The solution consists of strategic guidance as well as tactical implementation. Cisco is in the unique position to apply its enterprise-wide architecture experience to the requirements of PCI.
Chapter 3, "Solution Architecture," discusses what organizations should consider when designing their posture for addressing PCI. It examines enterprise architecture and discusses the related controls within them. Chapter 4, "Solution Implementation," provides specific design examples of these architectures, addressing PCI requirements using Cisco and partner technology. Chapter 5, "Component Assessment," then separates the solution architectures into their components. Each component is individually assessed for its capabilities, and configuration examples are given to demonstrate this utility. The solution shows how each component was assessed by Verizon Business and gives implementation examples and design considerations. Finally, Appendix C, "Verizon Business Reference Architecture Report—Cisco PCI Solution," is included. The solution is designed to conform to PCI DSS 2.0.
The solution was built and tested using a holistic enterprise perspective including the following:
•Endpoint considerations—Point-of-sale (POS) systems and payment devices, including wireless payment devices
•Administrative concerns within scope of PCI
•Cisco, RSA, EMC, VCE, and HyTrust network infrastructure
•Assessment by Verizon Business, a qualified security assessor
The result is a set of branch, data center, and Internet edge architectures and designs that simplify the process of becoming PCI compliant, maintaining that posture and providing the capability of awareness when under attack. The Cisco PCI solution is part of the Cisco SecureX strategy, which allows you to establish and enforce security policies across the entire distributed network, not just at a single point in the data stream. By leveraging global and local security intelligence for dynamic, real-time threat protection, Cisco SecureX responds to the evolving security needs of today's borderless network environments. More information about Cisco SecureX can be found at www.cisco.com/go/securex.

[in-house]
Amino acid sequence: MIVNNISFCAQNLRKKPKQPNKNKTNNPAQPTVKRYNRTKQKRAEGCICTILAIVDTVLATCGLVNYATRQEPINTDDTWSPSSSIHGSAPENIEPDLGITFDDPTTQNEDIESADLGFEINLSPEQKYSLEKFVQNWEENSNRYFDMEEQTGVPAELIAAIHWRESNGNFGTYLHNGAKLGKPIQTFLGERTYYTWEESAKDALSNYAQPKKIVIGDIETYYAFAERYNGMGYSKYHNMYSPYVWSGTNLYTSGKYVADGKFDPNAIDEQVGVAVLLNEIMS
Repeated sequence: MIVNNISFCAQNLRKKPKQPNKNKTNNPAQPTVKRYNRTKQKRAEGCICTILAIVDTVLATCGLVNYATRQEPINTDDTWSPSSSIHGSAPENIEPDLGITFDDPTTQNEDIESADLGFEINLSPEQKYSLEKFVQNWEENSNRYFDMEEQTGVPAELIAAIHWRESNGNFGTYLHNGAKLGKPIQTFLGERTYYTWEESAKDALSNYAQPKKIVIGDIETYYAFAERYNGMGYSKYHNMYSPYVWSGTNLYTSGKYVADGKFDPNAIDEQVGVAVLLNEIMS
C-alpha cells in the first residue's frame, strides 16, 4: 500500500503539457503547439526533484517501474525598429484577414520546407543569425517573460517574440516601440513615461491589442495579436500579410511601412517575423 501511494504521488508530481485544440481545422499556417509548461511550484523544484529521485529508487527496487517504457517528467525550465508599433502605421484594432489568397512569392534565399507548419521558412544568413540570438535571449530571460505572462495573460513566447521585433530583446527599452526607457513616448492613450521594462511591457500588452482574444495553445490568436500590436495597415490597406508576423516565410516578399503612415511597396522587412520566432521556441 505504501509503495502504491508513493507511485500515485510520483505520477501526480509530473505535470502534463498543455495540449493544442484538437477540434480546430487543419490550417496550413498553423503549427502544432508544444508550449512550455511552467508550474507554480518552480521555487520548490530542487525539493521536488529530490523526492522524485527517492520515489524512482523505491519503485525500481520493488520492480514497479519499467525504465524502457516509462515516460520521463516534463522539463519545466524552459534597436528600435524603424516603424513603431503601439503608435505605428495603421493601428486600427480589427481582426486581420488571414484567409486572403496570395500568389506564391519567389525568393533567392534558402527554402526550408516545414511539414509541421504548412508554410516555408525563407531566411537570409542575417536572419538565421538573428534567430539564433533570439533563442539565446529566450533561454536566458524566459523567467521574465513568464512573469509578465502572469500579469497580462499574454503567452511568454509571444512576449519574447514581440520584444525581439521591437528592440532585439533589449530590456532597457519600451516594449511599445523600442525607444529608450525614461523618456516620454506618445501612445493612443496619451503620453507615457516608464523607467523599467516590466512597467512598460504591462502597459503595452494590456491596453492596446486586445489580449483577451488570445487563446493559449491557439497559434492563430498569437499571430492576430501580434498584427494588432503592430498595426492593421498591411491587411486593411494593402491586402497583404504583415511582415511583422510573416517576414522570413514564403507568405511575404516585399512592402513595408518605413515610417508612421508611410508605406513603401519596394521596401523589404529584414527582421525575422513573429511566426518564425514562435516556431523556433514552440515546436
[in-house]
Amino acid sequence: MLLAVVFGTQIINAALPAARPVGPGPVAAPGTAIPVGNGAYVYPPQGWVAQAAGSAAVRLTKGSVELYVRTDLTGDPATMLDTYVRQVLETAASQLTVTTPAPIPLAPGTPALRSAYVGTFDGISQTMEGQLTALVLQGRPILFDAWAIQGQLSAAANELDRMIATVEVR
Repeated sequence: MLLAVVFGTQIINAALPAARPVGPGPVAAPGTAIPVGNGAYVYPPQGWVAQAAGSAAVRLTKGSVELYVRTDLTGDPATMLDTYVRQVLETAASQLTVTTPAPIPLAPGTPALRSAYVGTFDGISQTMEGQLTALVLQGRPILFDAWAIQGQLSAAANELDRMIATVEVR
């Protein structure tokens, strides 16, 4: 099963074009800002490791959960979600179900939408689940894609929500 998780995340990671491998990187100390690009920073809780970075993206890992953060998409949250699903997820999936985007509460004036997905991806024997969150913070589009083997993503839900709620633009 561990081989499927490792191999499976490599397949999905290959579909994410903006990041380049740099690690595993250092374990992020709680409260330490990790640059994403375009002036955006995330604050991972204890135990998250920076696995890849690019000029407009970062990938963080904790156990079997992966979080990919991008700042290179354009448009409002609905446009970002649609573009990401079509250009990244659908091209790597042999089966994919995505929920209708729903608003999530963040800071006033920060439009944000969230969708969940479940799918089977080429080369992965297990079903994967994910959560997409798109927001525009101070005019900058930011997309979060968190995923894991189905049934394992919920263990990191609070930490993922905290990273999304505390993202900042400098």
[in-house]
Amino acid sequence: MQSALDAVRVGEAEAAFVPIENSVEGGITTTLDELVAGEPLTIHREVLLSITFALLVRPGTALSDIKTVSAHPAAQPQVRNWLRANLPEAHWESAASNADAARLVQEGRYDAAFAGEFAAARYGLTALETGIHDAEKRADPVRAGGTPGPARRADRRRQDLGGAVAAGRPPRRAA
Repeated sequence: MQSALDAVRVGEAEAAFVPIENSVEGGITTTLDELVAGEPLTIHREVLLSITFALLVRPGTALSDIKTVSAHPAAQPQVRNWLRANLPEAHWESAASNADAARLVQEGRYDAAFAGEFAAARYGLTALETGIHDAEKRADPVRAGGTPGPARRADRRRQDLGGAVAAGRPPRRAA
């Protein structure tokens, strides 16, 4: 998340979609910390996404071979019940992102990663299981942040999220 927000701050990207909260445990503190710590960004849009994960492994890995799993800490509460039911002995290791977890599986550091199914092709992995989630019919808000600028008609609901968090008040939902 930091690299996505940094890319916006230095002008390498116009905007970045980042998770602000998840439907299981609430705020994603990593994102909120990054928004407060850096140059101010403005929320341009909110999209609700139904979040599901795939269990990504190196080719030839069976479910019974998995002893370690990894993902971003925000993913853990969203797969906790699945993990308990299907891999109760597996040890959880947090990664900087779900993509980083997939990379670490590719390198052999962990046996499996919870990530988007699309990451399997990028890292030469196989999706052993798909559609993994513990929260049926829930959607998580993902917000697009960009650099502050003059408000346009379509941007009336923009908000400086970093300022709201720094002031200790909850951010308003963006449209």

This solution is targeted toward the following audiences:
•Technical or compliance-focused individuals seeking guidance on how to holistically design and configure for PCI compliance
•Organizations that require a qualified security assessor to provide a Report of Compliance
•Organizations interested in preparing for growth that will someday require a Report of Compliance.
Although all organizations that take credit cards are required to be PCI compliant, this solution is designed to help the larger companies simplify the complexity of compliance. Smaller companies can benefit from the design and guidance as well, but should consult their acquiring banks for specifics if they do not currently require an onsite audit. Specific card programs are available at the following locations to determine their specific categorization process;
•Discover Financial Services—http://www.discovernetwork.com/fraudsecurity/disc.html
This solution demonstrates how to design end-to-end systems that conform to PCI DSS 2.0 guidelines. Companies can simplify PCI compliance by building a similar network with the recommended configurations and best practices. In addition, this solution provides the following benefits:
•A reference set of architectural designs and the controls used to address PCI
•A detailed analysis of Cisco and Partner components and their relationship with PCI DSS sub-requirements
•A centralized management tool kit, which provides operational efficiency
•Insight into the PCI audit process by providing an assessment report from Verizon Business
PCI Solution Results
Table 1-1 provides a summary of the PCI assessment results.